Just 5-10 minutes outside of downtown Moab, is an awesome campground called Goose Island, right on Hwy. 191, but separated by the Moab Canyon Pathway. This bike path travels through 2 miles of red rock canyon to the entrance of Arches National Park and the location, stunning. 10 of the 19 sites are right on the Colorado River with a massive red sandstone canyon that surrounds it. And our AT&T service seems like it will work if we’re using the We-Boost (generator required). We realize our chances of getting into this campground are slim. But we made note of everyone’s checkout dates and the sites that interested us the most anyway. What we found is at least 4 people departing on Easter Sunday and 2 departing the following day (Monday). But here’s the thing…..if we really want to be at this campground, it looks like we’ll have to exit our stay in Canyonlands 2 days earlier than expected. Moving on Easter seems to be our best bet of getting a site plus it would be nice to be in cell range to talk to our family on that special day.
For backup options we headed further up the road, about 20 minutes outside of Moab to Big Bend Recreation Area. Some of the sites seem nice, with quite a few right on the river as well, but not quite as nice as Goose Island. The other idea we have is if we don’t get into either of these BLM campsites, we can just boondock for one night on nearby Forest Service land, giving us an earlier site to nab a site at Goose Island. The last place we checked out was Datura Campground in the Sand Flats Recreation Area. Jeff had read a recent review by someone he follows on Instagram who raved about the views, saying they were some of the best in Moab. Yes, the views are amazing, but only if you are privy to a small tear-drop or van. Our size rig is just too big. The gal at the entrance station even mentioned we’d be pushing it with 29 feet. In any case, it was nice of her to waive our $5.00 entrance fee so we could at least take a look around. Mission accomplished getting everything on our list completed while visiting Moab.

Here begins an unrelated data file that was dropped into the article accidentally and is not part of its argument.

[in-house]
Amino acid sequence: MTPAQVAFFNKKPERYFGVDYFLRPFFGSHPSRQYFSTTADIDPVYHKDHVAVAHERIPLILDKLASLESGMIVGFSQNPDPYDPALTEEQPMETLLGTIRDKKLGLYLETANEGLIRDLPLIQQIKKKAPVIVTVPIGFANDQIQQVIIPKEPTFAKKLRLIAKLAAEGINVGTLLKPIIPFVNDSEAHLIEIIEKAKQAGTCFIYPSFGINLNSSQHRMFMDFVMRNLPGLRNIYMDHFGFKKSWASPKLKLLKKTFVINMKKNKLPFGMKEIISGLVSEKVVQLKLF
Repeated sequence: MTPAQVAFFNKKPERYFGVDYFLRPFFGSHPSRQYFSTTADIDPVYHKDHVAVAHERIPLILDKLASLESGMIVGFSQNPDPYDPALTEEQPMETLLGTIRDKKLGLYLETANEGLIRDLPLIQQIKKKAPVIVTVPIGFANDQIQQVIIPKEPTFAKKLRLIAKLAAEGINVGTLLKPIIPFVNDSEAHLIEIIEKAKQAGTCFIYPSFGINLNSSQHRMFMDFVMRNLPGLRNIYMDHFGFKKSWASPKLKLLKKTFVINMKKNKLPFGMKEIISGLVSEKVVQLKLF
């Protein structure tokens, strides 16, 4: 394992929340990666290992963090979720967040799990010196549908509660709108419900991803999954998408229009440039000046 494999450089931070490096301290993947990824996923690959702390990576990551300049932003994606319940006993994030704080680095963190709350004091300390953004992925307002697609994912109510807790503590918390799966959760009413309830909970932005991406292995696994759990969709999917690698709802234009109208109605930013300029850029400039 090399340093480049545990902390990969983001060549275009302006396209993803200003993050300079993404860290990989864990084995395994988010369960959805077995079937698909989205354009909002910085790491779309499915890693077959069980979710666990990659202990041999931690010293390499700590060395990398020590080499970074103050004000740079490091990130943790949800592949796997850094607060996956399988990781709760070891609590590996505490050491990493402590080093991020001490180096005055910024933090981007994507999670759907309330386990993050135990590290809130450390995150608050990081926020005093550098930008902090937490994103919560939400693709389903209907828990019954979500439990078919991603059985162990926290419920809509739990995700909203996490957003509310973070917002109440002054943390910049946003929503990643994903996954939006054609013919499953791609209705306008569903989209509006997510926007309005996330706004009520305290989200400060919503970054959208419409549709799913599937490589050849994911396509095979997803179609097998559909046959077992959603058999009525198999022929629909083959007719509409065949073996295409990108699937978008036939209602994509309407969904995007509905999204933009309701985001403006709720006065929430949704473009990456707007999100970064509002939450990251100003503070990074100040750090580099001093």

After our last stop of getting groceries, we headed back to Canyonlands at sunset, with just enough time to run the generator to charge a few items. We’ve been really good about not running it much with concern about not annoying our neighbors. You kind of have to feel things out from place to place. Where we’re staying now is one of such peace and tranquility, you want to be “that guy” that annoys everyone else. I’m sure our neighbor (from Canada) dreaded seeing our big trailer arrive the day it did, thinking a rig our size would need constant power, or at least when generator hours were allowed (8 a.m. to 10 a.m. and 4 p.m. to 8 p.m.) But even with those available hours, we rarely ran it. And our full-sun site generates plenty of solar power. Anyway, it was nice that our Canadian friend acknowledged our sensitivity to the matter, thanking us for being mindful neighbors.
Our neighbor, by the way, is traveling solo, which I always find intriguing, especially women doing it alone. Pretty gutsy if you ask me. But, she seems to be enjoying her solitude. Like most things, I’d imagine there are pluses and minuses to it but really wonder if most enjoy traveling alone? Have you ever traveled solo, and if so what are your thoughts about it?